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The state of the race so far…

So as you all know, January/February is usually one of the most expected time of the movie year as the award season unfolds.
But for now, what do we know? The critics have published their top 15 of the year, critics’ circles have started handing out awards, and the Hollywood Foreign Press Association has announced its nominees for the Golden Globes Awards.
(Picture credit : Awards Daily).

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*The clear contender at the moment, and the biggest one, is David Fincher’s The Social Network, which I myself have found outrageously good and so well-written. It was a box-office success -for such a small budget at least ($50million); and it opened to rave reviews from all the major publications. The awards buzz as such grew slowly but steadily -and here we are today, with Screen Actors Guild nominations/Golden Globes nominations in all the main categories, winner of the NYFCC awards (critics’ circle from New York City, one of the most important) in the best film and director categories; and the film also swept the National Board of Review, an early and good indicator of Oscar wins.
So in short, we’re looking at a Best Picture win, Best Director nominee, a most probable Best Actor nomination for Jesse Eisenberg, an Adapted Screenplay win; and perhaps a nod in the Best Editing, Cinematography and Music Score categories.

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*Right behind The Social Network is Tom Hooper’s The King’s Speech, a “costume drama” that is sure to please the Academy, as it plays all the right cards -biopic of a historical figure with stellar and intense performances. Colin Firth, after last year’s A Single Man, once again won high praises for his performance -he’s a sure Best Actor nominee; and other acting thesps such as Geoffrey Rush and Helena Bonham Carter will also get Best Supporting Actor and Best Supporting Actress noms (or may even win) Actually, Colin Firth  as well might just win the statuette as he’ll be the most ‘veteran’ actor in the field, and that would be great recognition indeed. But the film is also sure to get nominations in the key categories -Best Film, Directing, Original Screenplay, Cinematography, Costume Design, Art Design and Music Score (Alexandre Desplat has a good shot at winning for once, squee!).

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*Hot on The King Speech‘s tail is Inception, Chris Nolan’s exploration of the dream world. Sci-fi pics usually do not fare well in award ceremonies; however as this is both compelling storytelling and visual achievement which has won the critics’ acclaim, Inception is definitely a heavy contender as well. Although it was released during the summer, its enduring box-office success made sure it was not to be forgotten when award season started; and Warner Bros clearly understood that as it is the studio’s main award contender this year, alongside Ben Affleck’s The Town, a considerably smaller film in terms of both audience and visibility. A Golden Globe nomination in the Best Picture (Drama) category reinforced its position in this year’s award race; unfortunately, Inception may have to pick up at the Oscars only what’s left by the two aforementioned films : Best Picture and Director nominations, Original Screenplay nomination is a safe bet as well; not likely to get any noms in the acting category as the cast is too widespread, it may also bag a Best Editing, Cinematography, Art Direction, Sound Mixing and Editing, Music Score nomination; and a Visual Effects win for sure.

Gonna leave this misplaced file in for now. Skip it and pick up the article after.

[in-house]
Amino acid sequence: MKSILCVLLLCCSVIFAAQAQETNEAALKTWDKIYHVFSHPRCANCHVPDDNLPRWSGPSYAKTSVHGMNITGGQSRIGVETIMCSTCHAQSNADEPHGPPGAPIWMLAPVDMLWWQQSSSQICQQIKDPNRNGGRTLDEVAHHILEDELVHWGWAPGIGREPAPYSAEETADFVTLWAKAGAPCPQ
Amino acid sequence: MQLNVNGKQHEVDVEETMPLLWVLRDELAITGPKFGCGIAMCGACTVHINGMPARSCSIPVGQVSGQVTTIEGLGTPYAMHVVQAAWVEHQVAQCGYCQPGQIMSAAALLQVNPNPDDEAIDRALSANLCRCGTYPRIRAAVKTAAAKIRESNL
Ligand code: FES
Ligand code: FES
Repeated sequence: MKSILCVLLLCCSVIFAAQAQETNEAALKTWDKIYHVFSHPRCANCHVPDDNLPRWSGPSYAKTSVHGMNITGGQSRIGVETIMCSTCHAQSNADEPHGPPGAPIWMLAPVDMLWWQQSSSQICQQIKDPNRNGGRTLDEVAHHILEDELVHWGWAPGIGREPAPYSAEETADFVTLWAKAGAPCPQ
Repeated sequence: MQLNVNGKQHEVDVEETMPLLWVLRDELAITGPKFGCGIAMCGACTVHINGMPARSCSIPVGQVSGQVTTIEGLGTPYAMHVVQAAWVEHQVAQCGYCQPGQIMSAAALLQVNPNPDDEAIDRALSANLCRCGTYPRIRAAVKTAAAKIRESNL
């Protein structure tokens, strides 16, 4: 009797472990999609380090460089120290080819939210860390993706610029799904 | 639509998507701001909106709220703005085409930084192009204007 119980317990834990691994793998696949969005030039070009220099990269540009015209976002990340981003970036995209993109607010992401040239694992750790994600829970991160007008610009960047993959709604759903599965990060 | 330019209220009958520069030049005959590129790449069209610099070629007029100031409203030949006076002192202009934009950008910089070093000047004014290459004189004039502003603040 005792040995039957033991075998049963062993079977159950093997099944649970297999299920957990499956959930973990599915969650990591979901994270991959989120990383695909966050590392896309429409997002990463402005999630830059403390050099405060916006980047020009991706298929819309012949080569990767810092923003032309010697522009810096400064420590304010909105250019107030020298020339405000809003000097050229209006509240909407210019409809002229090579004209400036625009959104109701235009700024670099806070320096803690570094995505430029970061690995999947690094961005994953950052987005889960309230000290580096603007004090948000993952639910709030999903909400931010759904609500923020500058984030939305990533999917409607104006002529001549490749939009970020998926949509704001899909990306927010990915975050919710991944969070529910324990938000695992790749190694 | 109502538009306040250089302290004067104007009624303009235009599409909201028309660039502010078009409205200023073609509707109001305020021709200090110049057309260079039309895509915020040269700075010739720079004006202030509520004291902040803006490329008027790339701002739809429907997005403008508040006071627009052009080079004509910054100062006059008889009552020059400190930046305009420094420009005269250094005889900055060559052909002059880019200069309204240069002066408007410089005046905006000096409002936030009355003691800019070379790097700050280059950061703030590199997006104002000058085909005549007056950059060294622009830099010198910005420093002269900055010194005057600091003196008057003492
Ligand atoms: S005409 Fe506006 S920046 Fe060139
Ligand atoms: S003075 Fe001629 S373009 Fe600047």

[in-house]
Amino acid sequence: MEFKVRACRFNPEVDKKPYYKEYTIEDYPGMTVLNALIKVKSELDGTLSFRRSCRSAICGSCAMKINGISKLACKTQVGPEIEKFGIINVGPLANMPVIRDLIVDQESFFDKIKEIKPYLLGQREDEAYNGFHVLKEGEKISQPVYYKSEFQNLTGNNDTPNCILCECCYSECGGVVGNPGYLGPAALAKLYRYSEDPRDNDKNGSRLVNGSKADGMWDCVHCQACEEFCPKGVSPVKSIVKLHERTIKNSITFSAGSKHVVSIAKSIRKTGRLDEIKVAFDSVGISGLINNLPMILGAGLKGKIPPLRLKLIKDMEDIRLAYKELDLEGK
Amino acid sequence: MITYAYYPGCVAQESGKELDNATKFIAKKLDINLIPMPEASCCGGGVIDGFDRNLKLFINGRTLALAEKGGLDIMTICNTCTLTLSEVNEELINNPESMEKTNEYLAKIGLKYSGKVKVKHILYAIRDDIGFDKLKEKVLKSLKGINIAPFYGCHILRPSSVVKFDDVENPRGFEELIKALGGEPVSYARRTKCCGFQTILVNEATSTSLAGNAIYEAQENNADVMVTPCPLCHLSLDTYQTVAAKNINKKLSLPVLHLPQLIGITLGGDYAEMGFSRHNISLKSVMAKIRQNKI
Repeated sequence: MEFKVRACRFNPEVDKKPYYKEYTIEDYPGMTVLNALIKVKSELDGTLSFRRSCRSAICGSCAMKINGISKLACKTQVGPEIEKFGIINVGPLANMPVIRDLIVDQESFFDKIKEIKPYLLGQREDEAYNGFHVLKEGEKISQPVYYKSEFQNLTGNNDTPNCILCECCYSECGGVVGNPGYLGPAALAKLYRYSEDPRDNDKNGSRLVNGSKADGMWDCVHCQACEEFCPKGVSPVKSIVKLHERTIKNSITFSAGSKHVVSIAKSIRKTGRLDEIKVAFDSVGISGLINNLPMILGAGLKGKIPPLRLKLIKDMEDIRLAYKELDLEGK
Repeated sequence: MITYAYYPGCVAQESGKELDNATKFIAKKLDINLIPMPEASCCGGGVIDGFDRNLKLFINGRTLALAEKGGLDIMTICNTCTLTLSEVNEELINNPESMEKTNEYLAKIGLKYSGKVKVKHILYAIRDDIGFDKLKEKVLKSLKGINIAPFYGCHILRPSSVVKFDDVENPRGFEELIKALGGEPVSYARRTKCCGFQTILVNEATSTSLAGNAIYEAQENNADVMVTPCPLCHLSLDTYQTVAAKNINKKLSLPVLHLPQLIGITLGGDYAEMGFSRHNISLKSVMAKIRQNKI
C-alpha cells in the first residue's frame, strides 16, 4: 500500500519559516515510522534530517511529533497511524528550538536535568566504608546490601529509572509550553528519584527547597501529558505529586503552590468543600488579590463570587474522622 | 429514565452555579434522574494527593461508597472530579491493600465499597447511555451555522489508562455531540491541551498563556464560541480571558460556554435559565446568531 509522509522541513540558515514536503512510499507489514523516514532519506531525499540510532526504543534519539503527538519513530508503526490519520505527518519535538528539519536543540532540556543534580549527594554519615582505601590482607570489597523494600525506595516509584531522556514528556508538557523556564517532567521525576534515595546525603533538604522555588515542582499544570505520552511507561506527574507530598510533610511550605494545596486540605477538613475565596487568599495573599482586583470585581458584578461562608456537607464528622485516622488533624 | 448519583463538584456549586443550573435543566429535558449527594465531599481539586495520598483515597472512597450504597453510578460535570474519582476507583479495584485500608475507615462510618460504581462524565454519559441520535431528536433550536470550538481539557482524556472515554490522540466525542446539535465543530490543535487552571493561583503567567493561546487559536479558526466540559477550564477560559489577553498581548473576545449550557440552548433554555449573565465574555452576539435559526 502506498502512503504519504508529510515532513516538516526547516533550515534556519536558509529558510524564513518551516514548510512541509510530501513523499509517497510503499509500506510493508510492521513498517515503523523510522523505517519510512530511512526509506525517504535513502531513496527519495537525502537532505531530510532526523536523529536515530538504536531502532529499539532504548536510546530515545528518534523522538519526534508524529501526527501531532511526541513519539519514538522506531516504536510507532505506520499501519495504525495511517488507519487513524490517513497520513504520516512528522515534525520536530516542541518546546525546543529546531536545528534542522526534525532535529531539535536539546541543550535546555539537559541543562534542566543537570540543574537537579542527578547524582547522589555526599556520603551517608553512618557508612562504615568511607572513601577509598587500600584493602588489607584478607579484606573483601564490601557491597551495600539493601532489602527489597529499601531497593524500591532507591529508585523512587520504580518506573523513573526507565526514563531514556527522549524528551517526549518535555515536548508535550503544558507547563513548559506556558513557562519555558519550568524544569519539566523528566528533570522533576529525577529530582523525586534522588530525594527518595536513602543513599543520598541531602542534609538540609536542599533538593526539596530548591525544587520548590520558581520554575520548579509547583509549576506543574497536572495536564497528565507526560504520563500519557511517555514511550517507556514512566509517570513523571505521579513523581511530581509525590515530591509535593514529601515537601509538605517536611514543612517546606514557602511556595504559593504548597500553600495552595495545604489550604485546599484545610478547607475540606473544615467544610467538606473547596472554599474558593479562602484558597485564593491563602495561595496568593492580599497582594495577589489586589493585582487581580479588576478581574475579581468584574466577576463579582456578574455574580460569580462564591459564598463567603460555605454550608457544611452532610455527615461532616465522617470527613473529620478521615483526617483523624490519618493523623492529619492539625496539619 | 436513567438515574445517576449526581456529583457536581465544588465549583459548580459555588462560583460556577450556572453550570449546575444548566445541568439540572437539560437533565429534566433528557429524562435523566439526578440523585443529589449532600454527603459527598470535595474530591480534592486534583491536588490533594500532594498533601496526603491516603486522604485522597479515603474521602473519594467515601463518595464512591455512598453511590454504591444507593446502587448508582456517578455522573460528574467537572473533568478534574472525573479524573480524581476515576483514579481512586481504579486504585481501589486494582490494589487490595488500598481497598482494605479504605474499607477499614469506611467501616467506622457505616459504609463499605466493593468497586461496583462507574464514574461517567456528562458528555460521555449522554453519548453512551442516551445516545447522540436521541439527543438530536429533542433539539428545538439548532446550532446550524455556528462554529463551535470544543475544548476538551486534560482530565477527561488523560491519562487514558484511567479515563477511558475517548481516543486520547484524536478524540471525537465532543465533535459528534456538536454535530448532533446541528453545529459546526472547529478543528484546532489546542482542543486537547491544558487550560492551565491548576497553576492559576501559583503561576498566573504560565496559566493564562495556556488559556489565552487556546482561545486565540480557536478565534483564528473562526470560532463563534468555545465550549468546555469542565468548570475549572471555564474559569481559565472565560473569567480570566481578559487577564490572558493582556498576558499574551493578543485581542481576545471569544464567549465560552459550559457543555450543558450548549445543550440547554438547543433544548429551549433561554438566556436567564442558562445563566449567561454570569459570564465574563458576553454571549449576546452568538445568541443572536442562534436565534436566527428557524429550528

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*Alongside Inception in the ‘unconventional film’ category this year, is Darren Aronofsky’s Black Swan, hailed as the best film in a career that’s already very remarkable -I wouldn’t be surprised if Aronofsky won the Best Director Oscar, although I daresay he will be in very good company in this category. Since its screening at the Venice Film Festival, Black Swan has been a shoo-in for every almost category -Best Film, Director, Best Actress for Natalie Portman and Best Supporting Actress for Mila Kunis ; it will probably get a Best Original Screenplay nom as well as Best Cinematography, Editing, Art Design, Costume Design. However Clint Mansell’s score has been announced ineligible for the Oscars as it drew too much material from Tchaikovsky’s “Swan Lake”. Stupid Oscars.

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*No “Little Movie That Could” this year, but David O.Russell’s The Fighter might just be considered as the outsider this year. Sport biopics have always been favoured by the Academy, especially boxing ones, and so this one should be in its rightful place. It has already picked up nominations in the main categories at the Golden Globes – Best Picture (Drama) and Director; as well as Best Actor for Mark Wahlberg, Best Supporting Actor for Christian Bale and two Best Supporting Actresses for Amy Adams and Melissa Leo. Christian Bale is the main contender in his field; it’d be great to see him win an Oscar… At any rate, one can be sure to find all these acting nominations at the Academy Awards as well. Interestingly enough, the film hasn’t been nominated for its screenplay in any of the award ceremonies so far.